The US Supreme Court on March 25, 2015 decided the case of Young v. United Parcel Service, Inc.(UPS). The issue in the case was whether, and in what circumstances, the Pregnancy Discrimination Act (PDA), 42 U.S.C. § 2000e(k), requires an employer which provides work accommodations to non-pregnant employees with work limitations to provide work accommodations to pregnant employees who are “similar in their ability or inability to work.”
UPS offered a “light duty program” to workers who were injured on the job, were disabled under the Americans with Disabilities Act (ADA) or had lost their Department of Transportation certifications. UPS, however, did not provide any such accommodations to pregnant employees who were not disabled. Young challenged the policy arguing that the PDA requires an employer to provide pregnant employees light duty work if it provides similar work to other employees in other circumstances.
Young worked as a part-time driver for UPS where her responsibilities included pickup and delivery of packages. She had suffered several prior miscarriages so when she became pregnant, her physician limited her to lifting 20 pounds during the first 20 weeks of her pregnancy and 10 pounds thereafter. Her normal job requirement was that she be able to lift parcels weighing up to 70 pounds herself and 150 pounds with assistance. UPS did not allow Young to work under this restriction resulting in her staying out of work without pay for most of her pregnancy and ultimately losing her health insurance benefits. Young filed suit, and UPS responded by saying that other employees which had been accommodated fell within one of the three categories referenced above; and since Young did not, there had been no discrimination.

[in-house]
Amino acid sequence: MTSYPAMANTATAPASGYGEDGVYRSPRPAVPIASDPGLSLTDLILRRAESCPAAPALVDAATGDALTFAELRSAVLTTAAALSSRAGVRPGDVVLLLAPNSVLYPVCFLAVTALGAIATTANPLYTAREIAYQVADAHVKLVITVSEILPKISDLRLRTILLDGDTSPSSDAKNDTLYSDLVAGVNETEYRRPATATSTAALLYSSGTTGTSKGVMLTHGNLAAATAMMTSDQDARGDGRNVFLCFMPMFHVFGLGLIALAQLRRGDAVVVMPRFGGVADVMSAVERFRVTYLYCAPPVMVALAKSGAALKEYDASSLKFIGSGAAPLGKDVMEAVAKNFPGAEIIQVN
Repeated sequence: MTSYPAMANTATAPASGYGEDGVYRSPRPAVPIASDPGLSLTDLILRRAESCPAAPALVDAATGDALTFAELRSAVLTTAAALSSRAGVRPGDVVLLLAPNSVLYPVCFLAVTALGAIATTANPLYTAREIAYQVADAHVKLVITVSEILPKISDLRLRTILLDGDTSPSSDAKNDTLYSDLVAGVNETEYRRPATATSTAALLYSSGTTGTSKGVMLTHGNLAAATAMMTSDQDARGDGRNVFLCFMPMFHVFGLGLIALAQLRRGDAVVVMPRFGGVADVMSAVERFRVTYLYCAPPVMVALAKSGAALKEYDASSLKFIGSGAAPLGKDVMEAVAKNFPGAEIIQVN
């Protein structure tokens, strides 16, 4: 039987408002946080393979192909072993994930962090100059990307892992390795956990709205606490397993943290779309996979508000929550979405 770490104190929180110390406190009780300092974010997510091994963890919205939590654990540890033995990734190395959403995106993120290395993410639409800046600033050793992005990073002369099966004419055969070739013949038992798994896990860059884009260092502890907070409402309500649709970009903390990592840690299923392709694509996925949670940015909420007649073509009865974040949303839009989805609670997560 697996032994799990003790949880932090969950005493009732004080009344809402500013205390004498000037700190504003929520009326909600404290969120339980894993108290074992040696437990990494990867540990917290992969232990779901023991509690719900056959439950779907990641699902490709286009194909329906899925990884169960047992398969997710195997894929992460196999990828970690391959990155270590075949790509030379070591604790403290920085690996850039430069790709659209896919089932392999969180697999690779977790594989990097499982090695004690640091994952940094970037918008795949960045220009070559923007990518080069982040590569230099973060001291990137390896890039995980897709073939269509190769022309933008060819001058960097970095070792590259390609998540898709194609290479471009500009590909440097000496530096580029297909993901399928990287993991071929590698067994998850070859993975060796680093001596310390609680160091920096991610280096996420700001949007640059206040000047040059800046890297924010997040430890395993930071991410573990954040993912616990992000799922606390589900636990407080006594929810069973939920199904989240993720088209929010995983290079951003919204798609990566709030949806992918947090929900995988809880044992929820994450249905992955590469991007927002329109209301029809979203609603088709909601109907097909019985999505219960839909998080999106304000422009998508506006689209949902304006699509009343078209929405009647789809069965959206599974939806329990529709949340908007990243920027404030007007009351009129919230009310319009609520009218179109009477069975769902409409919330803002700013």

The Fourth Circuit Court of Appeals sided with UPS and ruled that: (1) the employer did not “regard” a pregnant employee as disabled under the Americans with Disabilities Act (ADA); and (2) employers are not required under the PDA to provide pregnant employees with light duty assignments so long as the employer treats pregnant employees the same as non-pregnant employees with respect to offering accommodations. That court further referred to UPS’ policy as “pregnancy blind” showing no discriminatory animus toward pregnant workers.
The Supreme Court reversed the decision and remanded the case back to the trial court to allow Young to pursue her claim. The Court, refusing to accept the interpretation of the PDA espoused by either party, concluded that once an individual pregnant worker like Young made a prima facie showing of discrimination “by showing actions taken by the employer from which one can infer, if such actions remain unexplained, that it is more likely than not that such actions were based on a discriminatory criterion illegal under Title VII.” In Young’s case this meant showing that she belonged to the protected class, that she sought accommodation, that the employer did not accommodate her, but did accommodate others “similar in their ability or inability to work.” Thereafter, the employer must justify its refusal to accommodate the employee based on “legitimate, non-discriminatory” reasons. The fact that the accommodation might be expensive or inconvenient for the employer is not necessarily sufficient justification. Even once the employer presents its justifications, the employee has an opportunity to show that the reasons offered are pretext for discrimination.
The Court concluded that Young had created a sufficient factual issue regarding whether UPS provided more favorable treatment to non-pregnant employees in situations which could not be distinguished from hers to allow her to take her case to a jury.
Based on this decision employers should review their policies surrounding accommodation for pregnant and non-pregnant employees to insure that there is no unjustifiable disparate treatment occurring.